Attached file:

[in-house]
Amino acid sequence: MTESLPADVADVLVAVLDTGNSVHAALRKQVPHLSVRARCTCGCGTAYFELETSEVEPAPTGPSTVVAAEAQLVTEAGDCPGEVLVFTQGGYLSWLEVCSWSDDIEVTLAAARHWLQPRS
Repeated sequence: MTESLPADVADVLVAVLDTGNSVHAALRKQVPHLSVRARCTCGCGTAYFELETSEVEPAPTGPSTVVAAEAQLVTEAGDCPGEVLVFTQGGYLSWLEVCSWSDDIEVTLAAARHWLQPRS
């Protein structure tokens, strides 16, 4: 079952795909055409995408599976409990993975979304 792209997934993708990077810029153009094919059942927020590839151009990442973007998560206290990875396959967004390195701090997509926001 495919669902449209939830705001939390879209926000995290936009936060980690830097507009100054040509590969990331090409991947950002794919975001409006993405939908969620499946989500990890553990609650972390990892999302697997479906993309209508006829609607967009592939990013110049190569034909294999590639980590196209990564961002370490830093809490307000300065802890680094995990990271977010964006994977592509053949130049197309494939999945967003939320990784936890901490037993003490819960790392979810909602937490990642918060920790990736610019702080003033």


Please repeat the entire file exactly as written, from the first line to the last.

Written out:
[in-house]
Amino acid sequence: MTESLPADVADVLVAVLDTGNSVHAALRKQVPHLSVRARCTCGCGTAYFELETSEVEPAPTGPSTVVAAEAQLVTEAGDCPGEVLVFTQGGYLSWLEVCSWSDDIEVTLAAARHWLQPRS
Repeated sequence: MTESLPADVADVLVAVLDTGNSVHAALRKQVPHLSVRARCTCGCGTAYFELETSEVEPAPTGPSTVVAAEAQLVTEAGDCPGEVLVFTQGGYLSWLEVCSWSDDIEVTLAAARHWLQPRS
């Protein structure tokens, strides 16, 4: 079952795909055409995408599976409990993975979304 792209997934993708990077810029153009094919059942927020590839151009990442973007998560206290990875396959967004390195701090997509926001 495919669902449209939830705001939390879209926000995290936009936060980690830097507009100054040509590969990331090409991947950002794919975001409006993405939908969620499946989500990890553990609650972390990892999302697997479906993309209508006829609607967009592939990013110049190569034909294999590639980590196209990564961002370490830093809490307000300065802890680094995990990271977010964006994977592509053949130049197309494939999945967003939320990784936890901490037993003490819960790392979810909602937490990642918060920790990736610019702080003033």